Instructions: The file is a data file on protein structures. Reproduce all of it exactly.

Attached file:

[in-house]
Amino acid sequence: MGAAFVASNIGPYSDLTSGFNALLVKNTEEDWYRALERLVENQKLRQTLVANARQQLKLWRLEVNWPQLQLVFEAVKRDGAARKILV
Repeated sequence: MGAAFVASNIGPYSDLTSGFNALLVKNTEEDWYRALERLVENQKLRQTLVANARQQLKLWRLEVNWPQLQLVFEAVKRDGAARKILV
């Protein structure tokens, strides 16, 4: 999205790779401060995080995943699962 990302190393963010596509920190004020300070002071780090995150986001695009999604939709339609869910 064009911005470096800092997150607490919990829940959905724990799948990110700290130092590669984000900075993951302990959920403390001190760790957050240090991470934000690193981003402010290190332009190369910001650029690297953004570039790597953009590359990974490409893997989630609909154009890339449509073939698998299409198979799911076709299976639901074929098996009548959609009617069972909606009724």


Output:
[in-house]
Amino acid sequence: MGAAFVASNIGPYSDLTSGFNALLVKNTEEDWYRALERLVENQKLRQTLVANARQQLKLWRLEVNWPQLQLVFEAVKRDGAARKILV
Repeated sequence: MGAAFVASNIGPYSDLTSGFNALLVKNTEEDWYRALERLVENQKLRQTLVANARQQLKLWRLEVNWPQLQLVFEAVKRDGAARKILV
């Protein structure tokens, strides 16, 4: 999205790779401060995080995943699962 990302190393963010596509920190004020300070002071780090995150986001695009999604939709339609869910 064009911005470096800092997150607490919990829940959905724990799948990110700290130092590669984000900075993951302990959920403390001190760790957050240090991470934000690193981003402010290190332009190369910001650029690297953004570039790597953009590359990974490409893997989630609909154009890339449509073939698998299409198979799911076709299976639901074929098996009548959609009617069972909606009724």